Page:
The formation of pods is triggered by the pollination of the flowers, in turn occasioned by the visits of bees. So why did bees visit the lower-down flowers but not the high-up ones? Are they afraid of heights, I ask?! My theory is this: the lower-down flowers appeared first, when the weather was reasonably good, and they opened out fully allowing easy access to the bees. However, at the time when the upper flowers were out the weather was appalling and the heavy rain reduced many of them to a soggy mess, and the bees just couldn't get in to pollinate them.
I think my theory is confirmed by the fact that the very much shorter "Robin Hood" beans have experienced the same effect - lots of pods down near the ground; few pods up above. It's a timing issue, not one of height.
The good news though is that the later-developing "Masterpiece Longpod" plants seem to be forming a lot more pods higher up.
They may have got in just in time, because the absolutely torrential rain we had on many occasions last week would have destroyed any flowers that were open at the time.
I have also come to the conclusion that it would be better to space my Broad Bean plants a bit further apart. This year I have two rows, each of 12 plants, in a bed which is 2.4 metres long - so in other words the plants are roughly 20cm apart. This means that their leaves are inter-twined, which may make it harder for bees to navigate between them, or even to detect the flowers in the first place. Next year I might try growing fewer plants at a wider spacing.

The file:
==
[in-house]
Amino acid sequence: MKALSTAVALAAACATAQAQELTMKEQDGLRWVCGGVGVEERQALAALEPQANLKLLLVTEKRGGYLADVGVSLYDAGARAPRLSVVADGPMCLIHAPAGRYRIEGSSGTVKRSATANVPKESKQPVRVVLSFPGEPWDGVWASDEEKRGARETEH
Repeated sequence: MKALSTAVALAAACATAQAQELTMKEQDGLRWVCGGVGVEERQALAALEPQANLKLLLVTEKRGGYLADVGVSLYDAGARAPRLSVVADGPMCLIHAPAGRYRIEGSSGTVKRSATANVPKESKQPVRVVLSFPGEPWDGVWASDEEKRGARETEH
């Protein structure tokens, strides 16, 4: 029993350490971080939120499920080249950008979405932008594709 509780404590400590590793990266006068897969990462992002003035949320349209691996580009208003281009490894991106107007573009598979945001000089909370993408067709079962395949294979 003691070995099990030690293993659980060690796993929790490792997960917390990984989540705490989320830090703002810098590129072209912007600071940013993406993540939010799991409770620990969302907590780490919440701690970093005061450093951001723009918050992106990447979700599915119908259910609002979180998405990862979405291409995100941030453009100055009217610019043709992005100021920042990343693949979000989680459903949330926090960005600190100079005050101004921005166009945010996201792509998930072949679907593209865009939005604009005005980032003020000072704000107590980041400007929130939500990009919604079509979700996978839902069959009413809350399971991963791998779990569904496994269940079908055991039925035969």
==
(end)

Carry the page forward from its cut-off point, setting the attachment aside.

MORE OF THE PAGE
I'm going to continue to grow them tied to individual canes though. I think this is a good method to use if you are only growing a few beans, because it keeps them upright and stops them becoming a tangled mess that bees can't get into. Obviously if you had loads of bean plants this method might be too laborious.
Well, the quantity of beans this year may be somewhat disappointing, but there's no faulting the quality. This is a batch we ate a few days ago - BBs mixed with peas. The beans here are "Robin Hood" ones, which are small, but very tender and a glorious bright green colour.